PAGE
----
Hot tickets catch fire when stars switch-hit. Oh, for a time machine to take us back to 1935, when John Gielgud and Laurence Olivier were alternating as Romeo and his flashy buddy Mercutio in Gielgud’s London Romeo and Juliet. Peggy Ashcroft was on hand, too, as Juliet, alongside Edith Evans’s Nurse and the Apothecary of Alec Guinness—theater royalty, every one, though their titles of Sir and Dame would not come until later.

Fast forward to February 2011. After a string of films including Trainspotting and Slumdog Millionaire, Danny Boyle stages Frankenstein at the National Theatre, London. Two actors are onboard to share the roles of the hubristic “modern Prometheus” Victor Frankenstein and the brokenhearted “Creature” he has patched together from dismembered cadavers. Who will make the scarier monster, who the madder scientist?

In this corner: the Trainspotting alum Jonny Lee Miller, veteran of 30 years (he started young) on screens big and small. And over in this corner: Benedict Cumberbatch, TV’s smokin’ new Sherlock Holmes, the most withering ever. Live broadcasts on consecutive March Thursdays bring the battling matchups to movie screens worldwide. Fast forward to the present, and they’re available online, offering fans a chance to debate until Doomsday.

What goes around, comes around: “I have love in me the likes of which you can scarcely imagine and rage the likes of which you would not believe,” Shelley’s Creature cries in the novel. “If I cannot satisfy the one, I will indulge the other.” Cumberbatch on top this time, Miller fighting for air.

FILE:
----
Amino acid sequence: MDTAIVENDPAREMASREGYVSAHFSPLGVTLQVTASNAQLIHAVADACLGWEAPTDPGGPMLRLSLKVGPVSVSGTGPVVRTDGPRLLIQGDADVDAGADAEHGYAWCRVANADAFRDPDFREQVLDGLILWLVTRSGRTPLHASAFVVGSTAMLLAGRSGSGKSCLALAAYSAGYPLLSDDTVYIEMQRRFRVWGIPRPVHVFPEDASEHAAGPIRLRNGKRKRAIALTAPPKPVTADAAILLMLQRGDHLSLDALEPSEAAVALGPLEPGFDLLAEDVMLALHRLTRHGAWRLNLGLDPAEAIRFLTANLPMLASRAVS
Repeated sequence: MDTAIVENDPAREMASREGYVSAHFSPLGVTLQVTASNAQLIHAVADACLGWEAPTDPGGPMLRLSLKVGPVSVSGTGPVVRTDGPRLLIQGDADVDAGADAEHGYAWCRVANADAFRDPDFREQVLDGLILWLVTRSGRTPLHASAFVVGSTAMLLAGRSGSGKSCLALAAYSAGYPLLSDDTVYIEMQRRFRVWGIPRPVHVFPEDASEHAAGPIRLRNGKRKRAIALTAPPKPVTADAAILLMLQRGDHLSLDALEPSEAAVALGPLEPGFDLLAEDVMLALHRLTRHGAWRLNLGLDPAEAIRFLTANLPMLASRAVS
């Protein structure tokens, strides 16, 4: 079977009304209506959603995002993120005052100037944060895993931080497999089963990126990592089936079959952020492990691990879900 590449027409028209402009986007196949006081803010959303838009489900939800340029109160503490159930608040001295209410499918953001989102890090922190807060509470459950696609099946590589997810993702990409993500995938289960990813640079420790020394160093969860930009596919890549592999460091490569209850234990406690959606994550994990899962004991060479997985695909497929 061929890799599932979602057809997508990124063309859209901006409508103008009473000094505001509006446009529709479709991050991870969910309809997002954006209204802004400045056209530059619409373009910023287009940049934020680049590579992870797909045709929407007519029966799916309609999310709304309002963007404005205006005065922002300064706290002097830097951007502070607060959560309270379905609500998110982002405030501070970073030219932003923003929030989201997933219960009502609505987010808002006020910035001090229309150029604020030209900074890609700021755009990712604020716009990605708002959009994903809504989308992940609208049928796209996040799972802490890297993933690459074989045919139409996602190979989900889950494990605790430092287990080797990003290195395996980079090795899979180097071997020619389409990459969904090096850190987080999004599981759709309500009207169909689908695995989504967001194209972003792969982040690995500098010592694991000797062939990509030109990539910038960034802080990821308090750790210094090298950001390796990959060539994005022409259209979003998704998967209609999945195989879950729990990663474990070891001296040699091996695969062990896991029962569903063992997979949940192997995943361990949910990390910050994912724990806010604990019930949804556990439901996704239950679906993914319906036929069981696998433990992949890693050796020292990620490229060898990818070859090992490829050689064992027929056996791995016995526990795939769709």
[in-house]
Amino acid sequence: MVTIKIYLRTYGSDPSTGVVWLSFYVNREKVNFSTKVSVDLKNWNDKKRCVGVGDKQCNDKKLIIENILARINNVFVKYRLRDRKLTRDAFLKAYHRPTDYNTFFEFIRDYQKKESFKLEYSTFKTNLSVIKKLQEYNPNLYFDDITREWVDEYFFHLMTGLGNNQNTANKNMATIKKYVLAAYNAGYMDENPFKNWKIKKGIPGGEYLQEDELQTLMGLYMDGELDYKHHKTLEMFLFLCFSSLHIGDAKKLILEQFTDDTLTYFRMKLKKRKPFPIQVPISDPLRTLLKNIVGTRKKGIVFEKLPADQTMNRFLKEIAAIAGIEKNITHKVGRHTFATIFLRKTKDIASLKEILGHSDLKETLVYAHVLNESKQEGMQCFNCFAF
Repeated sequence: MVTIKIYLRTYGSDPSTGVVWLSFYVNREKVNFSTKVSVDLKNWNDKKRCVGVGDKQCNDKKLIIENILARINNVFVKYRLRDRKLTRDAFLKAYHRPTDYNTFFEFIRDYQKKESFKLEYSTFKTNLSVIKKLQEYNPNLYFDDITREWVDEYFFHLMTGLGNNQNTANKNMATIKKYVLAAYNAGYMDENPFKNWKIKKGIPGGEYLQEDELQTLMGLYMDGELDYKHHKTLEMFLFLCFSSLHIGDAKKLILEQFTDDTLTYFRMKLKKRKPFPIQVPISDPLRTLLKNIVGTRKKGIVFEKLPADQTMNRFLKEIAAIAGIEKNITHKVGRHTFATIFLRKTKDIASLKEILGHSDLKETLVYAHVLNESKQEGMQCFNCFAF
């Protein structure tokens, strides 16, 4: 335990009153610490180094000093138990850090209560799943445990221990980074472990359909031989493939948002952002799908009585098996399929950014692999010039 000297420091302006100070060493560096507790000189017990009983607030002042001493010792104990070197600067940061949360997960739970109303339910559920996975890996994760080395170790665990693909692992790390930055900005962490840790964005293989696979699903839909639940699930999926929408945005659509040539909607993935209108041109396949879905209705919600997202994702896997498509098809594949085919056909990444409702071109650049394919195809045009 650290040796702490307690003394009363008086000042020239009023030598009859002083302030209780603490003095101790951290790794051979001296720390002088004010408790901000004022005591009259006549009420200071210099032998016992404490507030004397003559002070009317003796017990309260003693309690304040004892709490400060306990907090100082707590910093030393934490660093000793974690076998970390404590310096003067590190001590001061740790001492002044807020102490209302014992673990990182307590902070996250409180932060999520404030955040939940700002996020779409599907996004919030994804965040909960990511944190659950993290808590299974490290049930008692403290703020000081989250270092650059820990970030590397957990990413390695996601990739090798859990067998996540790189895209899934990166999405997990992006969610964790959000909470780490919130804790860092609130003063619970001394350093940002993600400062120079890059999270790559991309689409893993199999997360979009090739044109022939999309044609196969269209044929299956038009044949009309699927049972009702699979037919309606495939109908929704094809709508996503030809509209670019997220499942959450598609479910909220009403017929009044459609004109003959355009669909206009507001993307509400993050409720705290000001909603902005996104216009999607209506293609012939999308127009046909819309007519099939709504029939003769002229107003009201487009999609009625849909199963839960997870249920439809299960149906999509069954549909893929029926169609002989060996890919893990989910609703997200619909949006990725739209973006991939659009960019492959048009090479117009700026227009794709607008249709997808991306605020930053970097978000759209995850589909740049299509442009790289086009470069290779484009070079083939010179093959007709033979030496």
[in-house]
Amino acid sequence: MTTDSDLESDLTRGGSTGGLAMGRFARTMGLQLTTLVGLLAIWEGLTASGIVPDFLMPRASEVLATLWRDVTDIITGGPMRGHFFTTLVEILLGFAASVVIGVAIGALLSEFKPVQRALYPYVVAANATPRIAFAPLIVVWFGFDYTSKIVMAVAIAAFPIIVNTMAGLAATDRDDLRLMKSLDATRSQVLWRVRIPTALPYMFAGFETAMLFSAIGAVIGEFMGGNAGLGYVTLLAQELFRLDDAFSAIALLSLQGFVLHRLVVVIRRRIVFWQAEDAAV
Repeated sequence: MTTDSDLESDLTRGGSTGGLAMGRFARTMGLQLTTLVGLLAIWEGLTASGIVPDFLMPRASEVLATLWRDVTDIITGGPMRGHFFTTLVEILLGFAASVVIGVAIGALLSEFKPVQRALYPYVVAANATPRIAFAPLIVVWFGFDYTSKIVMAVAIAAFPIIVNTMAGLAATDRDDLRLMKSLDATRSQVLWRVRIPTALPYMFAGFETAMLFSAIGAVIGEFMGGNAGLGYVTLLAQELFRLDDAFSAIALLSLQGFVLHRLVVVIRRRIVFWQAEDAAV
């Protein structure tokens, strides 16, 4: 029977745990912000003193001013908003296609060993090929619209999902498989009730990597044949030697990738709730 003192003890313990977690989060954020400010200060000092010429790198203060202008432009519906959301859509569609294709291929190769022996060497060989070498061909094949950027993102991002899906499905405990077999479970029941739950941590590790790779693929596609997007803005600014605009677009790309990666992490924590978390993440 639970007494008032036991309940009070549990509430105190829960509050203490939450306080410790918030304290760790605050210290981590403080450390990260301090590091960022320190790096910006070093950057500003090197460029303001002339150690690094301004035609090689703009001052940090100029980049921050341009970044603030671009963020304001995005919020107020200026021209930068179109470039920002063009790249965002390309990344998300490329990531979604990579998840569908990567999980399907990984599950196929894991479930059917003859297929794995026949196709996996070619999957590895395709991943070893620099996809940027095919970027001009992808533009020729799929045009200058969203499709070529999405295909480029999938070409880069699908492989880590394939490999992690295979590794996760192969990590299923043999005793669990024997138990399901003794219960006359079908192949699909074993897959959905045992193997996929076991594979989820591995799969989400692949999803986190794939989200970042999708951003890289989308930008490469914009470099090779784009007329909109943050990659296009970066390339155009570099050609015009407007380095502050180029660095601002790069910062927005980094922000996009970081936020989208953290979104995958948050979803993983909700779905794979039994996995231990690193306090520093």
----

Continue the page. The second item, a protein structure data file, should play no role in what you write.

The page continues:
Compared with the young Mary Wollstonecraft Shelley’s ferocious novel of Romantic ideas, Nick Dear’s sketchy script scarcely rises to the condition of CliffsNotes. No matter. For the two principals (though not for the supporting cast), the outline carves out all-but-unbounded imaginative space. The Creature’s far larger and showier part opens with a tour de force of physical theater, in which he spills out of a pod for a tortured ten-minute solo, grunting, quaking, crawling, flailing, squinting, grimacing, until at last he can stand and walk—upright, yes, but rickety. Then strangers start throwing things and beating him up.

Ordinarily, both Cumberbatch and Miller executed this sequence without a stitch. For the cameras, they donned drab, threadbare loincloths, which in no way obscured the contrast between Cumberbatch’s hyper-flexible, high-mannerist physique and Miller’s, which is buff, foursquare, and stocky.

The temperamental contrast is equally pronounced. Cumberbatch is the diva—think Cleopatra, teasing every glance and syllable for the eccentric blue note. Whereas Miller is the regular bloke—a Caliban, moody at times, seldom fully in touch with his feelings, yet a stranger to stratagem, no player of games. Cumberbatch unravels even as he creates. All fire and air, he burns his candle at both ends, and when the light fails, there’s nothing to remember. Miller plays a more earthbound game, but when it’s over, the afterimage of his still, private despair lingers in the mind’s eye.

Perhaps paradoxically, Miller’s subliminal appeal to a viewer’s compassion is strongest in the lesser role of Frankenstein, who scarcely even puts in an appearance until half time. When Cumberbatch’s Frankenstein carries on about science, it’s a megalomaniac’s smoke and mirrors. Miller’s disappointed idealist is a man betrayed. Which actor gives the greater performance in which part or parts? Ask your heart, then ask your head, or vice versa.

Frankenstein is available for streaming on the National Theatre at Home Web site

Matthew Gurewitsch writes about opera and classical music for AIR MAIL. He lives in Hawaii